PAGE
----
3/18/2010

For relaxing times, make it Kirby's Adventure time



Kirby's Adventure is the follow-up to Kirby's Dream Land, and unfortunately it was not marketed in North America or Europe under its much cooler Japanese title, Hoshi no Kirby: Yume no Izumi no Monogatari, or Kirby of the Stars: The Story of the Fountain of Dreams.

It's a true masterpiece (any serious NES player knows it's a great game), but many people still have not bothered to play it, or in some cases may not even have heard of it. Which is not necessarily surprising: Kirby's Adventure was released in May 1993, quite late in the NES's lifecycle, a time when the 16-bit console generation was on the ascendant. The SNES had been released about 20 months prior, the Genesis fully two years before that, and at that point new NES releases were not exactly being hungrily devoured by the public. Not that the game wasn't successful, but I don't think it enjoyed the extraordinarily broad exposure that NES games tended to get in, for example, 1989 or 1990.

Kirby's Adventure was also bright and cheerful and very cute at a time when the video game zeitgeist was IN YOUR FACE early-'90s 'tude. That probably didn't help, nor did the fact that within the eminently nonthreatening package lies an appropriately easy game. Just play cautiously and pretty much the whole thing is a cakewalk: I mean, you have a six-point health bar, there are bountiful 1UPs, and you can fly at will. In a platformer.

But that is actually part of the experience. To understand the genius of Kirby's Adventure is to relax and let it take you along, like inner-tubing down a slow river. It is just challenging enough to keep you engaged, but so well-designed, so forgiving, that the real point of the affair is to just relax and enjoy this singularly beautiful game. The use of color alone puts it in its own class visually.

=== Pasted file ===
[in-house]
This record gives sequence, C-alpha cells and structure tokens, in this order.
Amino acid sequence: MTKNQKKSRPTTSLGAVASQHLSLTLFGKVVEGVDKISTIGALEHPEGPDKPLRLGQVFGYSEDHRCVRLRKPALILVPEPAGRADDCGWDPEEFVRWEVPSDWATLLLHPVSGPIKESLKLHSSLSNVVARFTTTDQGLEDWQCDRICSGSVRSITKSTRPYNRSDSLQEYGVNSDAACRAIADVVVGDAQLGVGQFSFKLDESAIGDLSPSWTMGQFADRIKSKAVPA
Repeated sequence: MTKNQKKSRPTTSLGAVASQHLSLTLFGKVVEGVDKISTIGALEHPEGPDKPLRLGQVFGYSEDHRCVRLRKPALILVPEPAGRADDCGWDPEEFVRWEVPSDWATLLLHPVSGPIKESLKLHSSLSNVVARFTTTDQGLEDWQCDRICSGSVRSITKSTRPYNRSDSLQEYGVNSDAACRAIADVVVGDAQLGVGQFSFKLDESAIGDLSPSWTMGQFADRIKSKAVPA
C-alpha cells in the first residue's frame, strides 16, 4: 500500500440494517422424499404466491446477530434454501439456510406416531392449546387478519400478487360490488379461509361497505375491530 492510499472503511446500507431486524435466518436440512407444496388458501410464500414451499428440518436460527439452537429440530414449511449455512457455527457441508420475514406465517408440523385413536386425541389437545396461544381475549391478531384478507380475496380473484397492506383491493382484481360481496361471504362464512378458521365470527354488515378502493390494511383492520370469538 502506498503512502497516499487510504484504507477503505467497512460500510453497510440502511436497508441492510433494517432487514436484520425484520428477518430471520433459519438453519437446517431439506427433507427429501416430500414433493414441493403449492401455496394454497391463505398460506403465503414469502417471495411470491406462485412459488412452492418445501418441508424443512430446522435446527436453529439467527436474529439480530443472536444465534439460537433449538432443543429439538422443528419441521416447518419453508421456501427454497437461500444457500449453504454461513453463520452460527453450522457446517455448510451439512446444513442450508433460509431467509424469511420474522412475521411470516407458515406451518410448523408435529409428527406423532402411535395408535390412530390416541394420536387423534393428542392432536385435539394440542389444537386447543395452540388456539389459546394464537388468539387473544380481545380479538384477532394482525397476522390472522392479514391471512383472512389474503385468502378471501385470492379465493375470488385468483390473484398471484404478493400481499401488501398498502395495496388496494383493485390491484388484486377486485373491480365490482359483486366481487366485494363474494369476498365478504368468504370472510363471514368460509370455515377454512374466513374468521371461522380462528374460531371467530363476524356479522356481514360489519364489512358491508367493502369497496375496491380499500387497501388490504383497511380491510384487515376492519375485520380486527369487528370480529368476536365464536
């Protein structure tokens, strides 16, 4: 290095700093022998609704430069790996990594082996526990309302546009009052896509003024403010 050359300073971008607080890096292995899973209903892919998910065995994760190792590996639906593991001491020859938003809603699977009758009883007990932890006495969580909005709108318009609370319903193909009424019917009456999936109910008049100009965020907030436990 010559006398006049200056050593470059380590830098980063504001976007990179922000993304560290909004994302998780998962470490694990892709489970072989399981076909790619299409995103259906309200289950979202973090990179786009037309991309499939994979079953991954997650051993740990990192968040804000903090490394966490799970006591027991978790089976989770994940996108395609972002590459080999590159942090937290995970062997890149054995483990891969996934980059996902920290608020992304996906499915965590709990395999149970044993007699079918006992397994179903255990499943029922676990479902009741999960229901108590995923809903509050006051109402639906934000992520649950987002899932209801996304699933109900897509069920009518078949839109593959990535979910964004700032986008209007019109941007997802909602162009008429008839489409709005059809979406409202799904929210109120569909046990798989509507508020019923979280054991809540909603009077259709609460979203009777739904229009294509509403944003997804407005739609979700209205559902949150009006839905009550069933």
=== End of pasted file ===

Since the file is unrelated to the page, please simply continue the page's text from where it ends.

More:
In terms of gameplay it's a basic platformer, very much in the Super Mario Bros. 3 mold, but unlike Mario Kirby gains novel abilities by inhaling and then swallowing his adversaries. There's a huge variety of abilities, 24 in all, everything from Fire, Laser, and Freeze to U.F.O., Parasol, Tornado, Wheel, even Sleep!

The game is structured like Mario games in a few ways: there are seven distinct levels, each with a number of small stages accessed through a hub world. These are each introduced with a funny little animation, and are also some of the most impressive visuals in the game (click the hub world pictures for a larger version).






















At the end of every stage there's a little bonus chance (like in Mario games) where you get bigger bonuses, or even a 1UP, the more accurately you time a press of the A button...







... there are colorful switches hidden in some stages that open up secret areas (like in Super Mario World)...



... and at the end of every level there's a boss battle, each one completely different than the last.








There are also three minigames you can play periodically throughout the game for bonus points and extra 1UPs. There's Crane Fever, a crane game where you try to pluck Kirby dolls out of the pile, Quick Draw, where you try to out-duel five increasingly challenging opponents, and Egg Catcher, where Kirby's nemesis King Dedede throws eggs and bombs and you have to try to catch as many of the former as you can in Kirby's mouth without swallowing any of the latter.

Did I mention the music is amazing too? Dig these tunes:







It's a very complete game: everything fits together right, everything is nicely designed and finely tuned, HAL didn't skimp on the details anywhere. And it's easy enough that you can see it all without much trouble. Pure pleasure.

It's all topped off with a spectacular finale too. The final stage, 7-6, is a brilliant pastiche of Kirby's Dream Land, basically an abbreviated version of that entire game in one stage. Kirby himself remains in color, but everything else is black and white, just like on the Game Boy--the music is even made to sound like it's being produced by the Game Boy's sound chip! It's like you're leaving the NES game temporarily, and returning to Kirby's Dream Land itself.




That delightful romp is followed by a fantastic final boss battle and great ending/credit sequence.



Download Kirby's Adventure

Note: this game was remade as Kirby: Nightmare in Dreamland for Game Boy Advance. That version is not bad, but I strongly recommend you stick to the original, which really is far superior.